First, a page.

Don t flout norms
in a crackdown of unprecedented proportions, the Central Pollution Control Board (cpcb) has directed Birla Power Solutions (bps) to recall all two-stroke generator sets that it manufactured from June 2001 onwards. The company faces this stringent punitive measure because despite making claims to the contrary, it has been allegedly selling products that do not comply with phase-II emission norms for petrol and kerosene gensets. bps has been told to rectify the defect and ensure that the withdrawn products conform to permissible emission limits before they are returned to the customers. The significance of the order can be gauged from the fact that the generator-maker controls 32 per cent of the country's market.
In the order passed by cpcb chairperson, V Rajagopalan, the company has been asked to complete the recall within two years. It is also required to submit a bank guarantee of Rs 1 crore, which will stand forfeited if it fails to abide by the cpcb order. While bps refused to go into the details of the matter, company president S Khazanchi said: "We have just received the directions and are evaluating the situation.'
The cpcb initiated proceedings against bps on April 7 by invoking section 5 of the Environment Protection Act, 1986. As per this, the Union government is empowered to issue legally binding directions to "any person, officer or any authority' for closure, prohibition or regulation of any industry, operation or process.
The cpcb established the first phase of emission norms in October 1999, which were enforced from June 2000. The more severe phase-II standards were implemented from June 2001. These are so stringent that they cannot be met by any two-stroke genset without a catalytic converter, points out H B Mathur, chairperson of the technical committee that set the norms.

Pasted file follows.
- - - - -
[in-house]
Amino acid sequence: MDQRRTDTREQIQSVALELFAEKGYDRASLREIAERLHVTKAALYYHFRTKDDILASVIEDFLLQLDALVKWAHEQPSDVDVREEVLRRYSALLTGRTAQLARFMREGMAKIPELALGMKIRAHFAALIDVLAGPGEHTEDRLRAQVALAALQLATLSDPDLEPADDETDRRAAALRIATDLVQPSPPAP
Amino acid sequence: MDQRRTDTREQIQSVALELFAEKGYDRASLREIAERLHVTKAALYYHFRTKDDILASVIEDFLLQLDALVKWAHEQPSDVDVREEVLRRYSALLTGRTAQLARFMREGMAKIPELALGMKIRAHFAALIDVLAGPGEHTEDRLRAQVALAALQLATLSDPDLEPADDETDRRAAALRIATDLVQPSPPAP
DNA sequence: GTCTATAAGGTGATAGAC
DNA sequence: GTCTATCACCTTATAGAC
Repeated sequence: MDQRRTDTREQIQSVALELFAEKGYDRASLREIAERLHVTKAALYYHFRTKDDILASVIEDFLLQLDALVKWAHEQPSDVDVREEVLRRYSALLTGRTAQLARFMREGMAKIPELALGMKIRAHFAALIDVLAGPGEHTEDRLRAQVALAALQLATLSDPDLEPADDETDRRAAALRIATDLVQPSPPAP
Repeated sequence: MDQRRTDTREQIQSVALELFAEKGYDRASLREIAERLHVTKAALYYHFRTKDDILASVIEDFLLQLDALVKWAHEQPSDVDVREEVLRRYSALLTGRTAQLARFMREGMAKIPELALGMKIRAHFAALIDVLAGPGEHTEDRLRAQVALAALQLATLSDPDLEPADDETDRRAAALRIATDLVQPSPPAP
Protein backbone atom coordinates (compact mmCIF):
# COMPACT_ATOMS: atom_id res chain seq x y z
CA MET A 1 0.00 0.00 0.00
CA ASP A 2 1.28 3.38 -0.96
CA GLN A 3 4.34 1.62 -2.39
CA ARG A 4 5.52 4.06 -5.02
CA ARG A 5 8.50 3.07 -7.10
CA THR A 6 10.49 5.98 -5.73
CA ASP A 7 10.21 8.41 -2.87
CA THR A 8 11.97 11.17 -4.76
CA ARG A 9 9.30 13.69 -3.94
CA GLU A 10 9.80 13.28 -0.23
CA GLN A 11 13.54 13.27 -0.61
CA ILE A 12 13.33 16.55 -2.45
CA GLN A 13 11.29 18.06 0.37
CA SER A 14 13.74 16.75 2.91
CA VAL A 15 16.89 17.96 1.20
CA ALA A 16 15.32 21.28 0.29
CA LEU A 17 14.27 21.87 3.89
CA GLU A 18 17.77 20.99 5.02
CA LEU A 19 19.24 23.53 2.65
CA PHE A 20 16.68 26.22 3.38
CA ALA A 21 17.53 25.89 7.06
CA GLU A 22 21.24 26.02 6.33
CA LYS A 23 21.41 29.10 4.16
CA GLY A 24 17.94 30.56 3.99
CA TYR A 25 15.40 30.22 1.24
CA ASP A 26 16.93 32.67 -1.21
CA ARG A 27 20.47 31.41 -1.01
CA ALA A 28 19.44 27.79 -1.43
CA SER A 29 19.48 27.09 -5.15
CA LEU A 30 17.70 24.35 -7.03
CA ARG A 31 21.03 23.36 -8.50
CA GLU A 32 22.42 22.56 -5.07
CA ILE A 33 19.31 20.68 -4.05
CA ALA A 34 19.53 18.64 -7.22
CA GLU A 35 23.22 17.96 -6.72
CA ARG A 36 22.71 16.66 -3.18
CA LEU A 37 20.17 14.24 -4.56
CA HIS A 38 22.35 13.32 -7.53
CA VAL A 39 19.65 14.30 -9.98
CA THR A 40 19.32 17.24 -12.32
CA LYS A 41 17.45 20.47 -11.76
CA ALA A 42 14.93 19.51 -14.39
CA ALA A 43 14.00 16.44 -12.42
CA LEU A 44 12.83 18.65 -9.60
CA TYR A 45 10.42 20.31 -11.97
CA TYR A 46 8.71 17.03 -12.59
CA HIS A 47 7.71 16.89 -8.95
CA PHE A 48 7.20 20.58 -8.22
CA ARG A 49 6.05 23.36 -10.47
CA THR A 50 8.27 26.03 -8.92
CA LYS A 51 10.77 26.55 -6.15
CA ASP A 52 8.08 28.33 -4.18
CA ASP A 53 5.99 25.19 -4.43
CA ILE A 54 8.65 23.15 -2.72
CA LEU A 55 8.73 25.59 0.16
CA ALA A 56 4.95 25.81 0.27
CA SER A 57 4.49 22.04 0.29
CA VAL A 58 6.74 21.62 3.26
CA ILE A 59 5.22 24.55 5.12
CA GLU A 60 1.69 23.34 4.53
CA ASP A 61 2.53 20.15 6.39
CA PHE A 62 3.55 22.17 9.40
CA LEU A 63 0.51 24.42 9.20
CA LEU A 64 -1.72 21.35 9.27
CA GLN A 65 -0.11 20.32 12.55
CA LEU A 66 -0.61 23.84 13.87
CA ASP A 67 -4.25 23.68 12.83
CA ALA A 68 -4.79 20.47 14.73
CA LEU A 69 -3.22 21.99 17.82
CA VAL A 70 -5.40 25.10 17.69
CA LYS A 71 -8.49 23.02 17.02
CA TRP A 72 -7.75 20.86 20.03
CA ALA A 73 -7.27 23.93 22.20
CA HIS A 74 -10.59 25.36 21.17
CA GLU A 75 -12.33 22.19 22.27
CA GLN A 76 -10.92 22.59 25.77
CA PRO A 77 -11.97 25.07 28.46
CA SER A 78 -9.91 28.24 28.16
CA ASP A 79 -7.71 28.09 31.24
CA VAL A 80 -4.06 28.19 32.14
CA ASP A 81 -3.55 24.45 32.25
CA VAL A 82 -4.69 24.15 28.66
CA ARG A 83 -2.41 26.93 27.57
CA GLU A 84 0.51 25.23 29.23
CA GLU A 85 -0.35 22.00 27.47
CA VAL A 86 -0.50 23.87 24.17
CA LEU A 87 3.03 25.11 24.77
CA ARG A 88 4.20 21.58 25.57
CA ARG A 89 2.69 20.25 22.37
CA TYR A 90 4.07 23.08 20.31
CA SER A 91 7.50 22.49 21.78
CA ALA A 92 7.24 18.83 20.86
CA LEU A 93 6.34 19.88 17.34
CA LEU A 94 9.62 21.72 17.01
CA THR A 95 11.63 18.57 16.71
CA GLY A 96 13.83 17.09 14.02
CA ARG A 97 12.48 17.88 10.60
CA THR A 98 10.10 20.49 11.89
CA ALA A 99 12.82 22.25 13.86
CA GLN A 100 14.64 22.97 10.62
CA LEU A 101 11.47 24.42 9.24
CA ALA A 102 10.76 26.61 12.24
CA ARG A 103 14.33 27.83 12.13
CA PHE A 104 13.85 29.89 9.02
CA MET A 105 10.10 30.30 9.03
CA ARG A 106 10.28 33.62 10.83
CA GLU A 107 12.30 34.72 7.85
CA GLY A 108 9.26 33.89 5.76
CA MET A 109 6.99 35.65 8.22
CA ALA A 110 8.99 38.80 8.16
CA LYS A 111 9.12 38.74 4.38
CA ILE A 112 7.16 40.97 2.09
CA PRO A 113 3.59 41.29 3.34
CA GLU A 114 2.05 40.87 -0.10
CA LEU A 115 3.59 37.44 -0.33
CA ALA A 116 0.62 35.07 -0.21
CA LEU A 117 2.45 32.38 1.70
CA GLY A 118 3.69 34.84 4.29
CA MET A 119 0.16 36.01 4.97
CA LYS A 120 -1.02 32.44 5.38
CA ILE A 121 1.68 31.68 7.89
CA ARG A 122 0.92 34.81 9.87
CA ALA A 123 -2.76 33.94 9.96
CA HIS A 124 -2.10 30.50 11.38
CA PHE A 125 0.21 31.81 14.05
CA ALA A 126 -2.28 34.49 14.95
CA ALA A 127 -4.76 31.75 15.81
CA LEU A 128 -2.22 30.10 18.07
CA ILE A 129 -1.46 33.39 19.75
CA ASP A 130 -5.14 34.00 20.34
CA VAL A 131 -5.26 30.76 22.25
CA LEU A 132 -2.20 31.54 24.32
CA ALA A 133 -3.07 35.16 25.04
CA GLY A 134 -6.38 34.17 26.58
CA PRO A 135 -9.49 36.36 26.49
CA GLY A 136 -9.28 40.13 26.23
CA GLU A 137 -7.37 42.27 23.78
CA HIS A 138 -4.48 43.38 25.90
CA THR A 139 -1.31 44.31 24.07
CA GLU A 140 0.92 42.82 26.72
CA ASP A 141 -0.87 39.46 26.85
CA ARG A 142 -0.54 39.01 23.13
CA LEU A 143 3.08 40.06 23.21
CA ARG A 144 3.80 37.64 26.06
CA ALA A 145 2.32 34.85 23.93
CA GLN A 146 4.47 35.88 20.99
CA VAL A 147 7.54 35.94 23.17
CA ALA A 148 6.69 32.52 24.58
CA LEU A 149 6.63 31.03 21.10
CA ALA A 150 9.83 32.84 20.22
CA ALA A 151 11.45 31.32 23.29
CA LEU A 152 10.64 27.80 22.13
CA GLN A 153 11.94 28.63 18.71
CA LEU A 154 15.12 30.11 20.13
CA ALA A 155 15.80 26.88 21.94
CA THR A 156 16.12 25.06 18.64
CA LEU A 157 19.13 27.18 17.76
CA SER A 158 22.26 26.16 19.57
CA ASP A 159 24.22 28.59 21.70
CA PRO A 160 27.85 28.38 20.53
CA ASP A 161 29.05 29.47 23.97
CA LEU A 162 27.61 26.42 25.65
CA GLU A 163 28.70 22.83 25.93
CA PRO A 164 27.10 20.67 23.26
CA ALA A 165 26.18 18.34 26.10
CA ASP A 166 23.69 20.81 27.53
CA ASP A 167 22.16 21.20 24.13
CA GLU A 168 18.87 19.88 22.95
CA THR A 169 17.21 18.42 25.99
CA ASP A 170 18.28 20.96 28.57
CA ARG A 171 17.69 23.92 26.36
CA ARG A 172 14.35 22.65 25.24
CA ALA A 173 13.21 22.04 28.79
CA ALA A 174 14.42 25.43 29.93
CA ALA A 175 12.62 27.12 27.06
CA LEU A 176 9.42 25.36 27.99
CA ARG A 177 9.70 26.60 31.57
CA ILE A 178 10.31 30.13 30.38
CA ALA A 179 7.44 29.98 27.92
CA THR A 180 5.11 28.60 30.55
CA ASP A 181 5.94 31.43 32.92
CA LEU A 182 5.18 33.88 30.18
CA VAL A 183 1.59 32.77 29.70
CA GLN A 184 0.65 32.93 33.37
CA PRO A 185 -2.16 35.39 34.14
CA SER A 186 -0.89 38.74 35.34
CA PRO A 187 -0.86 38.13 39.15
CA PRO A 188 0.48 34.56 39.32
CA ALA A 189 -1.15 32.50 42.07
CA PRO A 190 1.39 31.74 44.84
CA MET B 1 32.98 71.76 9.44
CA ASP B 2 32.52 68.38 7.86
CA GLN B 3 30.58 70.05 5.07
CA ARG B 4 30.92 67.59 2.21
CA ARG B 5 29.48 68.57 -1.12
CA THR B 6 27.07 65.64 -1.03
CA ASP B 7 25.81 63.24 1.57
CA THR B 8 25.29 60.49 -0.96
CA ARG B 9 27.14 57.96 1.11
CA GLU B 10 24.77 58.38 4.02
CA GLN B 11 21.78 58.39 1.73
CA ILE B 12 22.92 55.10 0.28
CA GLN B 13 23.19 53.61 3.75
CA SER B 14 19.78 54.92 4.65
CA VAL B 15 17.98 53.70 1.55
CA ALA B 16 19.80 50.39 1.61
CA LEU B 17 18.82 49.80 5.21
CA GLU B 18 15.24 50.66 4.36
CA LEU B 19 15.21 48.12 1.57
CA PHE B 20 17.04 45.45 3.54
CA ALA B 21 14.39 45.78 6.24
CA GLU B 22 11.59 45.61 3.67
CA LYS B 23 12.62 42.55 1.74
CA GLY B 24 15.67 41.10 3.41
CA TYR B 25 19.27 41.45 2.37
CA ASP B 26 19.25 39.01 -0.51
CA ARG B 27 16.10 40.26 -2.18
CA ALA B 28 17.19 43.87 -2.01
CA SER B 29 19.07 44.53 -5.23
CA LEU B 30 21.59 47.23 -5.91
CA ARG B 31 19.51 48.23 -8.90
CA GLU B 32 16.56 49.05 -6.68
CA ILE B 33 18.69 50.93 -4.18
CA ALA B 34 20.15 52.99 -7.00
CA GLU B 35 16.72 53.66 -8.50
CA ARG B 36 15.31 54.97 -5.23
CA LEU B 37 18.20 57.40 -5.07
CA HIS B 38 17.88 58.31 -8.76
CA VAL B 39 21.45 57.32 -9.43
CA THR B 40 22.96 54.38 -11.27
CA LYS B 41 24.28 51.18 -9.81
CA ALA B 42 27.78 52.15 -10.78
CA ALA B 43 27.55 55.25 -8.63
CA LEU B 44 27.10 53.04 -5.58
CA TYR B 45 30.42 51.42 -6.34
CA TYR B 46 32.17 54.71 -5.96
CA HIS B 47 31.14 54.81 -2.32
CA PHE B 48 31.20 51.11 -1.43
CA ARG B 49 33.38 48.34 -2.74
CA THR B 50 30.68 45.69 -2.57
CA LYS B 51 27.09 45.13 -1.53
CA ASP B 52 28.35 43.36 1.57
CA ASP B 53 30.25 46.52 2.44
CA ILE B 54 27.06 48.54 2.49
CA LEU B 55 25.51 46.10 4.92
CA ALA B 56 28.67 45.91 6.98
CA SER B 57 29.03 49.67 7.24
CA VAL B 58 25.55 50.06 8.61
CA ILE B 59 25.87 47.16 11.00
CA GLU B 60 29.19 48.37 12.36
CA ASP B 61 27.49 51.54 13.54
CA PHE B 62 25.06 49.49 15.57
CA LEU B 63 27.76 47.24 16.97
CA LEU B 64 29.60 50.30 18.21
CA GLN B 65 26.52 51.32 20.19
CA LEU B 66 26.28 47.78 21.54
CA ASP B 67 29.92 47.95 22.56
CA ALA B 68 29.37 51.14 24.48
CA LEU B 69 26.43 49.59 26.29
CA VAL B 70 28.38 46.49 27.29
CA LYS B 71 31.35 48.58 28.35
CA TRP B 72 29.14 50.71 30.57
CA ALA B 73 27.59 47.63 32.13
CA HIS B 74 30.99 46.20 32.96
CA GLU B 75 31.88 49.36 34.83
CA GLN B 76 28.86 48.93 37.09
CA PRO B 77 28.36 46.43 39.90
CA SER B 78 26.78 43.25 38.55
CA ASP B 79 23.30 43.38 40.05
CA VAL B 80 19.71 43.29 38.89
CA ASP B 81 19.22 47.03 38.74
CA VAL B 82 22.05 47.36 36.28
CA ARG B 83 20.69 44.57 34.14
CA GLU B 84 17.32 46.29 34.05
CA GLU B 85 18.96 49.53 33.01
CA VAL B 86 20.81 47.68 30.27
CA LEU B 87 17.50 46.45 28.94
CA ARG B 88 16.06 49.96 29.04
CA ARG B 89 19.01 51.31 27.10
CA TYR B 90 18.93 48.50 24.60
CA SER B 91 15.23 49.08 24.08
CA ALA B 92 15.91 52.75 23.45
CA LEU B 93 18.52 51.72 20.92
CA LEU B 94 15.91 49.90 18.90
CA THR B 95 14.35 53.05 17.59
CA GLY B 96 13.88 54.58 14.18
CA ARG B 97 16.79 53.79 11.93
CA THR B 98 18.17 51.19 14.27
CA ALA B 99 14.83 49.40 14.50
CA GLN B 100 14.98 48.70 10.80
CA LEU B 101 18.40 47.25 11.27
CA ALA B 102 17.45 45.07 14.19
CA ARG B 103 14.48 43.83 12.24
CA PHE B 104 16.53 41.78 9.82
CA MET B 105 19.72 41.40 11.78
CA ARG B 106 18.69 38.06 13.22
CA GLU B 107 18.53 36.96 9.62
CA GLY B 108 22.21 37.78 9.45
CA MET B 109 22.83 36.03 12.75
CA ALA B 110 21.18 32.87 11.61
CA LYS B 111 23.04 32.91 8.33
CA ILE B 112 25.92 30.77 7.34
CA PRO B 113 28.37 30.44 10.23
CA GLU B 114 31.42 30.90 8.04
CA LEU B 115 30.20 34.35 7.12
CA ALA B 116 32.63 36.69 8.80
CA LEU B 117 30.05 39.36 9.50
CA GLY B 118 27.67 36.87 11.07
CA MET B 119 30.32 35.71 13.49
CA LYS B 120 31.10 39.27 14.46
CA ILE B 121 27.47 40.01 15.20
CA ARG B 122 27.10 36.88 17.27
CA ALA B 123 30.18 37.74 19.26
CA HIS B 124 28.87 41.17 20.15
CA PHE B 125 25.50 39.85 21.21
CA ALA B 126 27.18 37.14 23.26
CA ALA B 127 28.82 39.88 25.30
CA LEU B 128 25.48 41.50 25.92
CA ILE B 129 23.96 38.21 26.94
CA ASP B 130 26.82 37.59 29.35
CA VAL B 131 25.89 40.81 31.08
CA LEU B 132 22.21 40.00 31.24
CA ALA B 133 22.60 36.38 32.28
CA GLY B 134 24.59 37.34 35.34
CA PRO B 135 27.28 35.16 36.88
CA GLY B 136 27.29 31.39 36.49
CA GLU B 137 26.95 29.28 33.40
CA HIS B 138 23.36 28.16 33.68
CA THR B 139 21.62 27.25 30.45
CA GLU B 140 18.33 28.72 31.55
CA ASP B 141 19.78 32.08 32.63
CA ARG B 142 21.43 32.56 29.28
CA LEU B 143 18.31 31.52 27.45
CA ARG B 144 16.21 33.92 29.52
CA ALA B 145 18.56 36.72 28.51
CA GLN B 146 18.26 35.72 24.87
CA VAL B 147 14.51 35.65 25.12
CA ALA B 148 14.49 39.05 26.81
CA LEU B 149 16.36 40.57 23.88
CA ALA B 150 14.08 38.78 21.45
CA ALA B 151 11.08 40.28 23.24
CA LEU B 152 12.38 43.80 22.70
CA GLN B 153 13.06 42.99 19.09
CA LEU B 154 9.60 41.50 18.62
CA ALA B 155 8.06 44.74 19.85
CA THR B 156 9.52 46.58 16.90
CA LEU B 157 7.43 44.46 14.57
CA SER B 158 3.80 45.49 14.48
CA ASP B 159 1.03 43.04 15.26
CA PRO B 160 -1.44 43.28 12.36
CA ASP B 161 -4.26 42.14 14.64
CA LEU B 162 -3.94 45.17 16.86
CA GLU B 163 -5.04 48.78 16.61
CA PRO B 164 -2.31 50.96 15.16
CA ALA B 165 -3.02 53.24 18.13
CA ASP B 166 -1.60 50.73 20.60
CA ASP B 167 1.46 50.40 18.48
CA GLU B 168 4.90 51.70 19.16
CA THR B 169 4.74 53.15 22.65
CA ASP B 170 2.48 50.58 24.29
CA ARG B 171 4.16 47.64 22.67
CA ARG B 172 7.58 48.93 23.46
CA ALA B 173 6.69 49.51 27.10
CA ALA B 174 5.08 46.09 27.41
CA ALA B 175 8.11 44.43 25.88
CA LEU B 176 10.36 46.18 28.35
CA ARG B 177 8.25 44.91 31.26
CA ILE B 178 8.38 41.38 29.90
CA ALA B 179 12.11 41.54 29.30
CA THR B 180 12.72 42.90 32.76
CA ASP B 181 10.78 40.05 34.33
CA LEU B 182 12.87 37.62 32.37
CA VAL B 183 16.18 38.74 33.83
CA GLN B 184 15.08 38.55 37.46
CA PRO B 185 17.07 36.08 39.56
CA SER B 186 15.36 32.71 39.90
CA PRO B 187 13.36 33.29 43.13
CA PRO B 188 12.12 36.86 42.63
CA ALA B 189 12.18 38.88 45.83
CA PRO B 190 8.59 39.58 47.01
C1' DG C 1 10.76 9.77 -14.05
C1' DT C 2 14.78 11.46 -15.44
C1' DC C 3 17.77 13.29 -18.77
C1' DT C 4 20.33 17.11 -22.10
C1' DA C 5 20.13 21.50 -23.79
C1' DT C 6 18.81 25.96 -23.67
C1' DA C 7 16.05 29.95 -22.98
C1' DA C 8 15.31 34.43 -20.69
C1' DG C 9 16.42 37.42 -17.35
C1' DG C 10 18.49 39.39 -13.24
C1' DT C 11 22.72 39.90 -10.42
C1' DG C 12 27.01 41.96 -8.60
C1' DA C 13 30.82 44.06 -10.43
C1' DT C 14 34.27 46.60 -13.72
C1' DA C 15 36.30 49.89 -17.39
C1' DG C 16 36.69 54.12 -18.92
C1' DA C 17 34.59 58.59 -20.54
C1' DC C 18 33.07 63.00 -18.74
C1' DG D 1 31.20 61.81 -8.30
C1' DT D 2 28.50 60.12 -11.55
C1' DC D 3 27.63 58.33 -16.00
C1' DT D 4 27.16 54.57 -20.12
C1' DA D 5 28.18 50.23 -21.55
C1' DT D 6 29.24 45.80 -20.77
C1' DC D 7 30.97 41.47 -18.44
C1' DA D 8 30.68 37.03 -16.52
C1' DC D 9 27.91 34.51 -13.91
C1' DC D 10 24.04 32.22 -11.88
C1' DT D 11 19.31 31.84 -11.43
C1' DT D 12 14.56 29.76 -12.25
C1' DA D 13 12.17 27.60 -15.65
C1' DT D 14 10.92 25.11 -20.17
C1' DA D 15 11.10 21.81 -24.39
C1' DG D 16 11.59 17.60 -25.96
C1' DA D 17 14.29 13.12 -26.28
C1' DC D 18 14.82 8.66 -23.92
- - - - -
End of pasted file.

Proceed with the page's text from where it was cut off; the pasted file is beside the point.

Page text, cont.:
Even as the phase-II norms came into force and other manufacturers fell in line, bps is said to have continued making two-stroke gensets without catalytic converters. On receiving complaints, cpcb officials inspected the bps manufacturing plant at Lal Tappar, near Dehradun, in August 2003. They assert that the company could not show them any two-stroke genset fitted with a catalytic converter. Suspecting foul play, the cpcb issued a legal notice to bps in January 2004, asking it to demonstrate the generators' compliance with emission norms.
The company maintained that the two-stroke gensets it was selling were fitted with catalytic converters. But it could neither provide any specifications regarding these devices nor furnish information about any source from where they could have been purchased. Yet, according to the cpcb, it had earlier managed to obtain a type approval certificate for these products from the Indian Institute of Petroleum, Dehradun. The certificate clearly stated that bps generator sets met phase-ii emission norms.
According to the minutes of a meeting held between cpcb and bps officials on April 2: "They (the bps officials) could not confirm the source from where these catalytic converters were procured, thereby accepting that non-compliant two-stroke gensets have been dispatched by their company.' Notwithstanding the cpcb's clampdown, it is not clear how bps will conduct the recall. It has told the cpcb that it sold 4,779 two-stroke gensets in the domestic market from June 2001 to August 2003. Tracking down each of these and tweaking them to meet emission norms would be a gargantuan task, requiring an intricate mechanism.
For instance, automobile manufacturers in the us have to notify all registered owners of their vehicles about the problem in the particular model. This notification informs consumers about all aspects of the recall work, among other things. Manufacturers are also required to publicise recalls through other methods like advertisements and point-of-purchase posters. It remains to be seen whether bps adopts such comprehensive measures.
Meanwhile, bps has also run into trouble with regard to noise pollution standards. The cpcb contends that the company continued selling gensets that violated decibel limits, for six months after the norm was implemented in September 2002. The board has now asked the company to prove, within 15 days, that the gensets sold by it during that period had the stipulated acoustic hoods for controlling noise pollution.
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